The Life Before

brown concrete building during night time

I’ve heard it called the Easter story. To do so, I think, relegates it to a place and a time and a past, sets it apart as though it lived outside of us, separate from us.

But isn’t separation, a rather willed independence, our first sin? And isn’t our will, when it relegates, an act of pride, a way we place our self above? Pride is the consequence of separation.

C.S. Lewis wrote, “Whenever we find that our religious life is making us feel that we are good—above all, that we are better than someone else—I think we may be sure that we are being acted on, not by God, but by the devil. The real test of being in the presence of God is, that you either forget about yourself altogether or see yourself as a small, dirty object. It is better to forget about yourself altogether.” Humility isn’t thinking less of yourself. It simply does not think of self before others.

As Christian, I appear to be caught in a trap. If I say to myself I am good because I believe, I am guilty of pride and in danger of all the sins it fathers. If I then say I am unworthy and do not deserve grace, I at once affirm my unbelief in God’s power to love me. My good is an obvious pride, my unworthiness is the more subtle pride convicting me. I am damned if I do and damned if I don’t. Herein lies the meaning of the Resurrection. Salvation offered through Christ’s sacrifice on the cross lifts me from the trap. My pride and doubt are the sins from which Christ came to save me and in accepting His grace and love, I admit it is God that saves me and not me defined by my thoughts of good and unworthiness. The Cross forces me to look to God and not to myself be it a good self or an unworthy one.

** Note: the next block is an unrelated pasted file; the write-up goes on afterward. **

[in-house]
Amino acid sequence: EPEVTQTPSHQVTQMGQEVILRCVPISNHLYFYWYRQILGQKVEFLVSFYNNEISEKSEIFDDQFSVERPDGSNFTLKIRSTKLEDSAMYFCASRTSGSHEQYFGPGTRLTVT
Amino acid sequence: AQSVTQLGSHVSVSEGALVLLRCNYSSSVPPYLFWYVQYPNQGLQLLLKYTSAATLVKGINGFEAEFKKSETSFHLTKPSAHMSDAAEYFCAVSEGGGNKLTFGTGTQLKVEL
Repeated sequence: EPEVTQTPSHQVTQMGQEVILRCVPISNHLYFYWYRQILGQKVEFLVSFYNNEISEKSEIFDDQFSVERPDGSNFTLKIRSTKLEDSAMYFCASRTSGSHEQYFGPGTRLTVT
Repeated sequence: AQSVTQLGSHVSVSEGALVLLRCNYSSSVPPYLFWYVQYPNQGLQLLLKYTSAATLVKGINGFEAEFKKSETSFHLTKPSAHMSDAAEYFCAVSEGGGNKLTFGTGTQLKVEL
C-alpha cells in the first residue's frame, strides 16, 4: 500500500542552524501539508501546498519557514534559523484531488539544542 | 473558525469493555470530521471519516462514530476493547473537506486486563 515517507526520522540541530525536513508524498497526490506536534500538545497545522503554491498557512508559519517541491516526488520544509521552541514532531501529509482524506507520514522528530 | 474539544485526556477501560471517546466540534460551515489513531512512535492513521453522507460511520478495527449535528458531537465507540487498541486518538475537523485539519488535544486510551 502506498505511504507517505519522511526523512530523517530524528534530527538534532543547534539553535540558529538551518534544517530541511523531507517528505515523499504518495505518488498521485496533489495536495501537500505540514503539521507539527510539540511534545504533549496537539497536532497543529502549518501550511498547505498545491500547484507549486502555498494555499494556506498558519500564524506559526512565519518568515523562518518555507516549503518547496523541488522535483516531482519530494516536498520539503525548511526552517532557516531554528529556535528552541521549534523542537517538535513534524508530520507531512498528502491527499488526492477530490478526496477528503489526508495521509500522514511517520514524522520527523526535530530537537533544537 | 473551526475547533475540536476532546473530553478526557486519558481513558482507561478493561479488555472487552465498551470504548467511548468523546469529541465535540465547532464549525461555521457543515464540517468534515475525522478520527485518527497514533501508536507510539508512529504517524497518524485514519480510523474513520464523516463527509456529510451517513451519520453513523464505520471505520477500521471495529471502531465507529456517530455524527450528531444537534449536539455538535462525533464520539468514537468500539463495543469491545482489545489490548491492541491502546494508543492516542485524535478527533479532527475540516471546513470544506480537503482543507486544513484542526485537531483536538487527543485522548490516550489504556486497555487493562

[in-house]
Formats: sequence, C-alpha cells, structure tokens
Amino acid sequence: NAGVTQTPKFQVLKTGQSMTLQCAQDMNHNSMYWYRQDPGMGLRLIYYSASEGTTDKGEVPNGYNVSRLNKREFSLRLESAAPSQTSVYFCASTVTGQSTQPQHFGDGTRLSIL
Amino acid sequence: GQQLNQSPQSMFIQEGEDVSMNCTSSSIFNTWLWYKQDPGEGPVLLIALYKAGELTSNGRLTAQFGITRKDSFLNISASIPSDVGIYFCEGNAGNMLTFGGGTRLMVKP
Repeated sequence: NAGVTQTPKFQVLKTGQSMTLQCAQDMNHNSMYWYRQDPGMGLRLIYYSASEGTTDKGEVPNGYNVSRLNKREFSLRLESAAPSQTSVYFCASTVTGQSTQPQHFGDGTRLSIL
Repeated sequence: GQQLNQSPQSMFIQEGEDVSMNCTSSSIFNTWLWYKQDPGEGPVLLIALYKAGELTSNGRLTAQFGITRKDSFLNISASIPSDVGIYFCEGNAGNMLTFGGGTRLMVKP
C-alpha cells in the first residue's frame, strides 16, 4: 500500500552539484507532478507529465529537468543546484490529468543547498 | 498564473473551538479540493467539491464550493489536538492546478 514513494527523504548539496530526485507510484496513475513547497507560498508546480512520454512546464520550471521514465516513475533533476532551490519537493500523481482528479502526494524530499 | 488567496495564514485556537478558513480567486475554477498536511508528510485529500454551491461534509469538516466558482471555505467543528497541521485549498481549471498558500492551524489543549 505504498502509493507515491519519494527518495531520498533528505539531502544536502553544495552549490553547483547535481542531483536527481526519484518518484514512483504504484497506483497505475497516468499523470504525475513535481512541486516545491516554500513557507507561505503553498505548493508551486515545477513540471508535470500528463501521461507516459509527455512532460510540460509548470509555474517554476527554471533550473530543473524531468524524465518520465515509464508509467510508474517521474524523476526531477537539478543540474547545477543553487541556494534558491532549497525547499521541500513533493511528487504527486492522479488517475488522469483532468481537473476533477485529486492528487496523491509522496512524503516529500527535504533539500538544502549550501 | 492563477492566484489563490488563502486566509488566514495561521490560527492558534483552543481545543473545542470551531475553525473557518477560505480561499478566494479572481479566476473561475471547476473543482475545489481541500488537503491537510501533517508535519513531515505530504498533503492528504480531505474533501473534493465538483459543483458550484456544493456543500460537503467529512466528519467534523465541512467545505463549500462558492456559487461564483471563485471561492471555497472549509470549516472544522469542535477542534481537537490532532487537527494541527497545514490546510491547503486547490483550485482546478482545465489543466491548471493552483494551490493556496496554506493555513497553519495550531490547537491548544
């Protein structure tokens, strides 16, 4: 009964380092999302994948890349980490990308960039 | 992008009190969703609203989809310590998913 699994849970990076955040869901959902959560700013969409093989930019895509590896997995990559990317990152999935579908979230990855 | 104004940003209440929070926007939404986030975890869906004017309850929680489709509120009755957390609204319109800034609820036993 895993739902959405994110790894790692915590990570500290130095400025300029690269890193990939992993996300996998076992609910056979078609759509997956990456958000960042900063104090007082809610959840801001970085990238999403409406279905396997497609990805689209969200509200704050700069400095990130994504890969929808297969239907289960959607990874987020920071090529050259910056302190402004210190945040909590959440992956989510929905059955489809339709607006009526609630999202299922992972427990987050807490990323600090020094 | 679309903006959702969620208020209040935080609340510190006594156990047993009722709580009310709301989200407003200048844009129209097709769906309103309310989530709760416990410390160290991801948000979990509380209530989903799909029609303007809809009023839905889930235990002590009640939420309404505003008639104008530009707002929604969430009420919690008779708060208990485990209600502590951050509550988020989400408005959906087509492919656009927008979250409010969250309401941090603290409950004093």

If Easter is a story, it is a most fantastical one full of myth and pathos. But it can never be a story, those connected words conveying something that happened. Easter is a truth difficult to understand, a meaning placing us between belief and disbelief. Truth may be dismissed by our pride and separation but it can never be confined to place and time and history. Christ’s crucifixion, death, and resurrection intends to draw us closer to God through its unfathomable grace.

We are all, as Tim Tennant says, called to the undivided life—the life before sin separated us from God and before pride paid us with death—the life awaiting us after death. I am neither good nor unworthy. I am restored in the life and relationship God intended. This is the meaning, not the words.

And once restored, Easter, and all its meaning, lives inside me, lives into the lives of others.

“Those who have ears to hear, let them hear” (Matthew 11:15, NKJV).

Leave a Comment

Your email address will not be published. Required fields are marked *